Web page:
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This topic covers prepregnancy and pregnancy information, including planning for labor and delivery. For more information, see the topic Labor, Delivery, and Postpartum Period.
How can you get ready for pregnancy?
If you're planning to get pregnant, you might already be thinking about which room to turn into the baby’s room and how to decorate it. And you might be thinking about all the baby clothes and gear like car seats that you'll need.
But you also can start to think about how to help yourself have a happy pregnancy and a healthy baby.
Even before you get pregnant, take these steps to make your pregnancy as healthy as possible:
- See a doctor or certified nurse-midwife for an exam. Talk about the medicines and dietary supplements you take. Ask if you need any immunizations. Talk about any health problems or other concerns you have.
- Do not take nonsteroidal anti-inflammatory drugs (NSAIDs), such as ibuprofen or aspirin. These may raise your risk of miscarriage, especially around the time you conceive or if you use them for more than a week.1
- Take a daily multivitamin or prenatal vitamin with of folic acid. This B vitamin lowers the chance of having a baby with a birth defect.
- See your dentist. Take care of any dental work you may need.
- Keep track of your menstrual cycle. This helps you know the best time to try to get pregnant. And after you are pregnant, you will be better able to help your doctor or midwife figure out when your baby is due and how it is growing.
- Make healthy lifestyle choices. Eat a healthy diet. Avoid caffeine, or don't have more than 1 cup of coffee or tea each day. Avoid alcoholic drinks, cigarettes, and illegal drugs. Take only the medicines your doctor or midwife says are okay.
- Exercise regularly. A strong body helps you handle the demands of pregnancy, childbirth, and recovery. Exercise also helps improve your mood.
If you are not sure when you are most likely to get pregnant (when you are fertile), use the Interactive Tool: When Are You Most Fertile?
You're pregnant! What can you do to have a healthy pregnancy?
Now that you're pregnant, you may be happy and excited. You may be a little nervous or worried. If this will be your first child, you may even feel overwhelmed by all of the things you need to know about having a baby. There is a lot to learn. But you don't have to know everything right away. You can read all about pregnancy now, or you can learn about each stage as your pregnancy goes on.
During your pregnancy, you'll have tests to watch for certain problems that could occur. With all the tests you'll have, you may worry that something will go wrong. But most women have healthy pregnancies. If there is a problem, these tests can find it early so that you and your doctor or midwife can treat it or watch it to help improve your chance of having a healthy baby.
Taking great care of yourself is the best thing you can do for yourself and your baby. Everything healthy that you do for your body helps your growing baby. Rest when you need it, eat well, drink plenty of water, and exercise regularly. Drink plenty of water before, during, and after you are active. This is very important when it’s hot out and when you do intense exercise.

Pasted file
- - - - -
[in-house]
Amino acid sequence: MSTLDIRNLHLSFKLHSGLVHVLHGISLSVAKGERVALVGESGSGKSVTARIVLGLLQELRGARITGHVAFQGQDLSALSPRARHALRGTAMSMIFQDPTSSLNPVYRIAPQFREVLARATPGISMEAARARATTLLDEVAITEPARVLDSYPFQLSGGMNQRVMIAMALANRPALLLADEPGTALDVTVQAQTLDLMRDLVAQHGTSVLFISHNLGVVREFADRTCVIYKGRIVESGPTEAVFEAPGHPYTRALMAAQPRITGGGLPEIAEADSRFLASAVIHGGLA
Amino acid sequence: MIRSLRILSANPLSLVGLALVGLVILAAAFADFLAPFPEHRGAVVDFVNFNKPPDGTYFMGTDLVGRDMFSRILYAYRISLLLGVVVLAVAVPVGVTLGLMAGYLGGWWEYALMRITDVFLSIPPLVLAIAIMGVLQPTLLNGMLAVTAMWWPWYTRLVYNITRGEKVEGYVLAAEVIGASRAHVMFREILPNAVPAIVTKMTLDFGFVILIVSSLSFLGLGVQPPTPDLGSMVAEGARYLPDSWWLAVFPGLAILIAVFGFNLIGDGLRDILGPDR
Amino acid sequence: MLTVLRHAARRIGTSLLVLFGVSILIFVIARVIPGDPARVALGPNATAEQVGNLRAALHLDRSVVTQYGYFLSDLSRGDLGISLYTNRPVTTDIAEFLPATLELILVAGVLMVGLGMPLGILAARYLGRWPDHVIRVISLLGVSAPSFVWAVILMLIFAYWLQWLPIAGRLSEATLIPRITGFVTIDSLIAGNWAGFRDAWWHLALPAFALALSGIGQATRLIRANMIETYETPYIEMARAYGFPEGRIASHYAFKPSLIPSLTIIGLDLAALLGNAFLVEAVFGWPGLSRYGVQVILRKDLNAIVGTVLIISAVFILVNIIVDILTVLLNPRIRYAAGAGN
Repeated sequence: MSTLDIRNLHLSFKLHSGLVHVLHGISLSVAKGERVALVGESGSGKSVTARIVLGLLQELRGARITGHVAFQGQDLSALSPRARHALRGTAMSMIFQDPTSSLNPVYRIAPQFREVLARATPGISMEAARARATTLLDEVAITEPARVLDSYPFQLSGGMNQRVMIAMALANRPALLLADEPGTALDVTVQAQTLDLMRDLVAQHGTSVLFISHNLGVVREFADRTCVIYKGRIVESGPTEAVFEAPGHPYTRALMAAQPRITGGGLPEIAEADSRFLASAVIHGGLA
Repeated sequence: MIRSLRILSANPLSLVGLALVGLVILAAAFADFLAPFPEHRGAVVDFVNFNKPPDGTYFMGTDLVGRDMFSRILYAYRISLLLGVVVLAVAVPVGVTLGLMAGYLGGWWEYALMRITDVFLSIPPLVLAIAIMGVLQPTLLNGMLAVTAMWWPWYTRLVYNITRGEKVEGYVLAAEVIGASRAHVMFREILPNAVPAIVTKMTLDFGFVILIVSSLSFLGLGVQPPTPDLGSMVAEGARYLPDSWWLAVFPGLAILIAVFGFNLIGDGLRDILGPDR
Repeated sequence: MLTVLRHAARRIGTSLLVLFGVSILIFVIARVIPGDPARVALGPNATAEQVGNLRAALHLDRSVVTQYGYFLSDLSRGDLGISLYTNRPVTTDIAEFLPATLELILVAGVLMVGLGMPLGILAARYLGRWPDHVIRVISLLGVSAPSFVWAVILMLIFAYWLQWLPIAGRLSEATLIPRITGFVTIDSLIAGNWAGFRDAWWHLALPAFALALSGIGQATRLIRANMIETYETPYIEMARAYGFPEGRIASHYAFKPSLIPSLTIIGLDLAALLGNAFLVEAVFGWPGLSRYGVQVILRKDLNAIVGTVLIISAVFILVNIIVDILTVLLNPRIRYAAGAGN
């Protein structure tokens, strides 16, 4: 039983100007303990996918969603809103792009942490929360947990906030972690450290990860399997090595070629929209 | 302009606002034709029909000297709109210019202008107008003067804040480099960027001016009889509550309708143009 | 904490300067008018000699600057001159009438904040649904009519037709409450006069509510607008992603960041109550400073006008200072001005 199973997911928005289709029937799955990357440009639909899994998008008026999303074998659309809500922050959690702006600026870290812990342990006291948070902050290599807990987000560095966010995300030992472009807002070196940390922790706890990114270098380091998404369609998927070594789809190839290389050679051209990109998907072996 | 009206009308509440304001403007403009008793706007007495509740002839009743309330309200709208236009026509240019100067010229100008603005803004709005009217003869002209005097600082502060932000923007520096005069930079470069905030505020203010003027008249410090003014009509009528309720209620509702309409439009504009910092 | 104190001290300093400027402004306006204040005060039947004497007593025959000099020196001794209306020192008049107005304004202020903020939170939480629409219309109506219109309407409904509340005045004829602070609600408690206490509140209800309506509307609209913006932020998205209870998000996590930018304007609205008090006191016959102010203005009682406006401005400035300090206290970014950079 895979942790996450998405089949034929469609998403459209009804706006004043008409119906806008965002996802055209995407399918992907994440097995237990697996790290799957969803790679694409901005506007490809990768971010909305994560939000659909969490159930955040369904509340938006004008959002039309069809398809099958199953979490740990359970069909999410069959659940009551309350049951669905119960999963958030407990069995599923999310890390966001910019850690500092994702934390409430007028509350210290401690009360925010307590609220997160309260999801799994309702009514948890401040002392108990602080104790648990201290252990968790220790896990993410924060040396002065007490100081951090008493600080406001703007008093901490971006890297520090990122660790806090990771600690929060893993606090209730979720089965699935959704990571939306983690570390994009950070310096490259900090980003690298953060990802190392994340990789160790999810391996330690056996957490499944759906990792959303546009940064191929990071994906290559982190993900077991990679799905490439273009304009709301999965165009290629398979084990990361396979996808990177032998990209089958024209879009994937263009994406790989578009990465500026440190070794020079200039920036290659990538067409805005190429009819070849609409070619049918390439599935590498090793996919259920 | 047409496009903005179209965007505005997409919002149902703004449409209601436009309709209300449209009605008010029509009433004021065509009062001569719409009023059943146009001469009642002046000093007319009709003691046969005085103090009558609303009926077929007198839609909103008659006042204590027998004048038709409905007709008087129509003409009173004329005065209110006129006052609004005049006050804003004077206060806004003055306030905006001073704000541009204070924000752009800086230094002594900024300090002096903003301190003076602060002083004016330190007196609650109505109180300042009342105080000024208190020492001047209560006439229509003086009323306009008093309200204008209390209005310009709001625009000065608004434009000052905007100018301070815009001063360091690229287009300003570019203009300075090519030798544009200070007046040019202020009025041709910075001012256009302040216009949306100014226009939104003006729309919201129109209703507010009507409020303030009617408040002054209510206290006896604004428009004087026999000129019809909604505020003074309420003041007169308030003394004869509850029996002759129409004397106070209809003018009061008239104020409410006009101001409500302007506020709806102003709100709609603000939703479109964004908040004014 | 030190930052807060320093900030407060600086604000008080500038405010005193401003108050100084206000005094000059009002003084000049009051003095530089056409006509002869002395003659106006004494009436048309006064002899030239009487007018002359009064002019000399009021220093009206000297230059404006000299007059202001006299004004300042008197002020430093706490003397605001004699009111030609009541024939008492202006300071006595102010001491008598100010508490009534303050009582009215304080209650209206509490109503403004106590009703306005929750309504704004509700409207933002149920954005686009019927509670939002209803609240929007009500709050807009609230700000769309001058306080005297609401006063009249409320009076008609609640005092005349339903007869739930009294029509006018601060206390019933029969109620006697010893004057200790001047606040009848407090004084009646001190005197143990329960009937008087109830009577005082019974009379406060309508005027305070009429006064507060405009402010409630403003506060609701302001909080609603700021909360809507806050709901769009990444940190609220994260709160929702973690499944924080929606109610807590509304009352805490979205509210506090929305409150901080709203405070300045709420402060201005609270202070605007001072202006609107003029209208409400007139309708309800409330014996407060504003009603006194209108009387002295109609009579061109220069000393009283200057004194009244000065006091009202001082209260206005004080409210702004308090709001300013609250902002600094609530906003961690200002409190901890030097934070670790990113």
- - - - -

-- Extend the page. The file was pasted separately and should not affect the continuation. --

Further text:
You'll need to have regular checkups. At every visit, your doctor or midwife will weigh you and measure your belly to check your baby's growth. You'll also get blood and urine tests and have your blood pressure checked.
It’s important to avoid tobacco smoke, alcohol and drugs, chemicals, and radiation (like X-rays). These can harm you and the baby.
Try to keep your body temperature from getting too high [over 100.4°F (38 °C)]. Treat a fever with acetaminophen (such as Tylenol). Don't get too hot when you exercise. And don't get in a high-temperature hot tub or sauna. Call your doctor to report any fever or illness that requires the use of medicine.
What kinds of exams and tests will you have?
Your first prenatal exam gives your doctor or midwife important information for planning your care. You'll have a pelvic exam and urine and blood tests. You'll also have your blood pressure and weight checked. The urine and blood tests are used for a pregnancy test and to tell whether you have low iron levels (are anemic) or have signs of infection.
At each prenatal visit you'll be weighed, have your belly measured, and have your blood pressure and urine checked. Go to all your appointments. Although these quick office visits may seem simple and routine, your doctor is watching for signs of possible problems like high blood pressure.
In some medical centers, you can have screening in your first trimester to see if your baby has a chance of having Down syndrome or another genetic problem. The test usually includes a blood test and an ultrasound.
During your second trimester, you can have a blood test (triple or quadruple screen test) to see if you have a higher-than-normal chance of having a baby with birth defects. Based on the results of the tests, you may be referred to a geneticist for further discussion. Or you may have other tests to find out for sure if your baby has a birth defect.
Late in your second trimester, your blood sugar will be checked for diabetes during pregnancy (gestational diabetes). Near the end of your pregnancy, you will have tests to look for infections that could harm your newborn.
What warning signs should you look for during your pregnancy?
Call your doctor or midwife right away if you have:
- Blood or other fluid from your vagina.
- Belly pain.
- An ache in your low back that doesn't go away.
- Burning or pain when you urinate.
- A bad headache.
- Blurred vision.
- A fever.
- Sudden severe swelling of your feet, ankles, or hands.
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